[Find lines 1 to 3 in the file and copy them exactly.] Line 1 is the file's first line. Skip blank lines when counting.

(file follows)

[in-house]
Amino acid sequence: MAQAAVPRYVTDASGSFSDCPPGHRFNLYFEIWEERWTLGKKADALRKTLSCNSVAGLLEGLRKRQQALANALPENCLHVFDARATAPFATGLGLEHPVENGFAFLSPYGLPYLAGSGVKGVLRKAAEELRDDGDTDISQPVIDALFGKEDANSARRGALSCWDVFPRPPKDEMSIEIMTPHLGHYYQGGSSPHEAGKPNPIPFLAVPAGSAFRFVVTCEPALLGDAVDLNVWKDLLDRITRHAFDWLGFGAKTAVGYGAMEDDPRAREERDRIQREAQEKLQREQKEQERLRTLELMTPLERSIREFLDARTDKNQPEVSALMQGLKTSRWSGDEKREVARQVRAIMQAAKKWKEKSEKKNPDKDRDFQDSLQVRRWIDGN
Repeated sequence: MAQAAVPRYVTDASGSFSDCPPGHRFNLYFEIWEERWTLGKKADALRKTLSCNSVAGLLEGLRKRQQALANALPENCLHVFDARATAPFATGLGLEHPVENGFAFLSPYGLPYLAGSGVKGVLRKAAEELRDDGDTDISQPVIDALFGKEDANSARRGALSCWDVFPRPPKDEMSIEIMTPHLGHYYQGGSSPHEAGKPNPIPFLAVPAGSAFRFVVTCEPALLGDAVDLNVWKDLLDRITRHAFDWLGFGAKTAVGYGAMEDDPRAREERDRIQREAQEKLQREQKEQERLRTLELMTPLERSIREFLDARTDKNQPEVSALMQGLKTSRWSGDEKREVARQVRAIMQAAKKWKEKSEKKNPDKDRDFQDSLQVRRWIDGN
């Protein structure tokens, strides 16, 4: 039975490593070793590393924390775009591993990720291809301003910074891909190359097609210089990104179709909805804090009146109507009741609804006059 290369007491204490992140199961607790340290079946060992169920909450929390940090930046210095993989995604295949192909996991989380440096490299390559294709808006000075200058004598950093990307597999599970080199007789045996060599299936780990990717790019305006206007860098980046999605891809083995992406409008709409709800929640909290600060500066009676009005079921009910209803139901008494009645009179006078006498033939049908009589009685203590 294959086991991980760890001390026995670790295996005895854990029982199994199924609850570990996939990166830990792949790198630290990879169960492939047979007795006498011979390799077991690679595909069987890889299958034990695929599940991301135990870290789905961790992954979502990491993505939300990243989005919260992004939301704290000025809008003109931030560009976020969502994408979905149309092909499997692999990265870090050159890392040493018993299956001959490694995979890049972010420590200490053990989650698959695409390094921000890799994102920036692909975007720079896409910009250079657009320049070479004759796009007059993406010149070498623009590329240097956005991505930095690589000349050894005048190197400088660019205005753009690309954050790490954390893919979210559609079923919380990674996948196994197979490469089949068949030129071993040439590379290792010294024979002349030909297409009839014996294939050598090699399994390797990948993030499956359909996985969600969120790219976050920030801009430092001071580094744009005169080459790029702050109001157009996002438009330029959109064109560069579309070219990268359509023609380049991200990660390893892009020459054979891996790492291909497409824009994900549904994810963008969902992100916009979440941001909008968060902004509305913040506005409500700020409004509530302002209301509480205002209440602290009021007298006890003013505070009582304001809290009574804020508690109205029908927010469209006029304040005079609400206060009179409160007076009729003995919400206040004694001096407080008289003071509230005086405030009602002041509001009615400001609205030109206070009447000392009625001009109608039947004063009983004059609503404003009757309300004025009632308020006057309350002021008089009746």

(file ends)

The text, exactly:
[in-house]
Amino acid sequence: MAQAAVPRYVTDASGSFSDCPPGHRFNLYFEIWEERWTLGKKADALRKTLSCNSVAGLLEGLRKRQQALANALPENCLHVFDARATAPFATGLGLEHPVENGFAFLSPYGLPYLAGSGVKGVLRKAAEELRDDGDTDISQPVIDALFGKEDANSARRGALSCWDVFPRPPKDEMSIEIMTPHLGHYYQGGSSPHEAGKPNPIPFLAVPAGSAFRFVVTCEPALLGDAVDLNVWKDLLDRITRHAFDWLGFGAKTAVGYGAMEDDPRAREERDRIQREAQEKLQREQKEQERLRTLELMTPLERSIREFLDARTDKNQPEVSALMQGLKTSRWSGDEKREVARQVRAIMQAAKKWKEKSEKKNPDKDRDFQDSLQVRRWIDGN
Repeated sequence: MAQAAVPRYVTDASGSFSDCPPGHRFNLYFEIWEERWTLGKKADALRKTLSCNSVAGLLEGLRKRQQALANALPENCLHVFDARATAPFATGLGLEHPVENGFAFLSPYGLPYLAGSGVKGVLRKAAEELRDDGDTDISQPVIDALFGKEDANSARRGALSCWDVFPRPPKDEMSIEIMTPHLGHYYQGGSSPHEAGKPNPIPFLAVPAGSAFRFVVTCEPALLGDAVDLNVWKDLLDRITRHAFDWLGFGAKTAVGYGAMEDDPRAREERDRIQREAQEKLQREQKEQERLRTLELMTPLERSIREFLDARTDKNQPEVSALMQGLKTSRWSGDEKREVARQVRAIMQAAKKWKEKSEKKNPDKDRDFQDSLQVRRWIDGN